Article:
Camping changes a good start to boosting accessibility: Weaver

Enforcement critical for next year’s provincial parks

Oak Bay-Gordon Head MLA Andrew Weaver

MLA Andrew Weaver is cautiously pleased with recent changes to camping reservation system in provincial parks.

Changes to the BC Parks Discover Camping Reservation Service for the 2017 season aim to improve fair access for everyone looking to book a campsite provincial parks.

“They listened and I’m pleased that they listened,” the Oak Bay-Gordon Head MLA said. “I don’t mind giving them credit for doing the right thing.”

For 2017, the ministry nixed the mid-March opening day for reservations and the three-month rolling reservation window will be extended. As of Jan. 2, reservations can be made four months in advance of an individual campground’s first reservable date.

Other changes include new measures to prevent the reselling of reservations, restrictions around altering arrival dates to prevent the practice of ‘overbooking’ where coveted reservations, including long-weekends, are unfairly secured, and implementing a pilot project in select parks to reduce the maximum length of stay to seven days during the peak camping season.

The changes are in response to a record-breaking camping season, where sites were booked far in advance and people felt left out. Others complained that people were snapping up campsites and re-selling reservations for profit. Forty-six such incidents were reported to B.C. Parks last year.

“We want to make sure the campsite reservation service is doing its job as effectively and efficiently as possible. We know British Columbians want a reservation system that is fair, and that they have just as good a chance of securing a campsite as the next person,” Mary Polak, Minister of Environment, said in a statement. “The changes we’re bringing in for 2017 address policies that are prone to abuse by a small number of people and contribute to positive camping experiences in our beautiful B.C. Parks.”

The government says it’s cracking down on reservation scalpers. Under the new regulations, when a campsite is reserved, guests will have to provide one or two permit holder names, and at least one permit holder will have to be on site, with identification, throughout the stay. Weaver was vocal in that as his key concern last May as the camping season amped up.

“It potentially led to like ticket scalping … that now has been closed down,” he said. Now a name is associated with the reservation and you can’t change that name later. “That’s a really important change.”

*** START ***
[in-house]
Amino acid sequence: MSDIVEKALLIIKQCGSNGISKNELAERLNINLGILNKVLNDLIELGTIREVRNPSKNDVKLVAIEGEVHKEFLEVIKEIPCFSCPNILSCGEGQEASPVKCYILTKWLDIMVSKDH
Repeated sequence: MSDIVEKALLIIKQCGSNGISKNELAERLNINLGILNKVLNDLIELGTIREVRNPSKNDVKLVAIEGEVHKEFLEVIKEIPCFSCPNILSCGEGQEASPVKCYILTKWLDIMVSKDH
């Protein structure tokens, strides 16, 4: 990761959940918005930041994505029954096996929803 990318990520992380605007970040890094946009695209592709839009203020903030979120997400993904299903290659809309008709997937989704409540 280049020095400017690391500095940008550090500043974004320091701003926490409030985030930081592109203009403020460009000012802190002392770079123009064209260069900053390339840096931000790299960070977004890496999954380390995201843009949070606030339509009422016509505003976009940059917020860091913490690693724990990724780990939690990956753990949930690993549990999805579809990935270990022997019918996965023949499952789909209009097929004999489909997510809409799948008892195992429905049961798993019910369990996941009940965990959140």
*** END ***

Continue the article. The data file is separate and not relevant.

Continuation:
He’s also pleased with the clampdown on those who book two-weeks in advance, then cancel the first 10 days to score coveted long weekend as well as the staggered openings.

“You can’t have somebody, for example, buy up four or five in a row … a week here, a week there, at four campsites. You can’t do that all at once now because they stagger the opening of them,” Weaver said. “It’s giving British Columbians a slight edge on getting campgrounds and that’s good.”

He’s concerned now over a “lack of enforcement and compliance” when for example, if a park is not notified of a late arrival, a site should become available if it remains empty at 11 a.m. He also maintains the province needs to increase its inventory.

“We need more campgrounds to begin with because there is an increasing need,” he said “Affordability is a critical issue … holidaying close to home and camping is in many cases the only option. It’s becoming more of the norm as opposed to going to a resort.”

More than 185,000 reservations were made last summer, with close to three-quarters coming from B.C. residents. The next highest shares are from Alberta at 14 per cent, the U.S. at 3.6 per cent, the rest of Canada at 2.8 per cent, and all European countries combined are 6.6 per cent of the total.

 

Just Posted

VIDEO: Victoria immigrant centre’s refugee housing lands in Oak Bay

Partnership project officially announced for World Refugee Day

Marijuana to be legal in Canada Oct. 17: Trudeau

Prime Minister made the announcement during question period in the House of Commons

Rebirth of downtown cultural festival coming to Victoria in July

Folktoria aims to pick up where Folkfest left off

Plans rejigged for new Crystal Pool and Wellness Centre

Visitors to open house see plans for fitness facility, main pool with movable floor

Two people taken into custody after TD bank robbery

VicPD say an individual left the building with an undisclosed amount of cash

In reversal, Trump signs executive order to stop family separation

President had been wrongly insisting he had no choice but to separate families apprehended at border

New Jersey forward Taylor Hall wins Hart Trophy as NHL MVP

Vancouver’s Sedin brothers share King Clancy Award for humanitarian efforts

POLL: Do you have a family doctor?

“I don’t have a family doctor,” is an all too familiar phrase… Continue reading

GoFundMe page launched for families of missing Vancouver Island fishermen

Search for three men whose vessel capsized near Tofino on June 15 continues.

50 new fires sparked in B.C. after lightning strikes across province

Similar conditions seen at the beginning of 2017 wildfire season

B.C. woman graduates high school at age 92

Nanaimo’s Joan Deebank the oldest high school graduate ever in B.C., as far as ministry can confirm

B.C. Appeal Court rules lottery winner must be paid back $600,000 loan

Enone Rosas won $4.1 million in a lottery in 2007 and loaned a portion to a friend

B.C. man surprised after used needle falls from sky

A Vernon resident said a syringe fell out of the sky and landed at his feet

Liquor review finds issues with B.C. wholesale monopoly

Report calls for ‘conflict of interest’ in system to be fixed

Most Read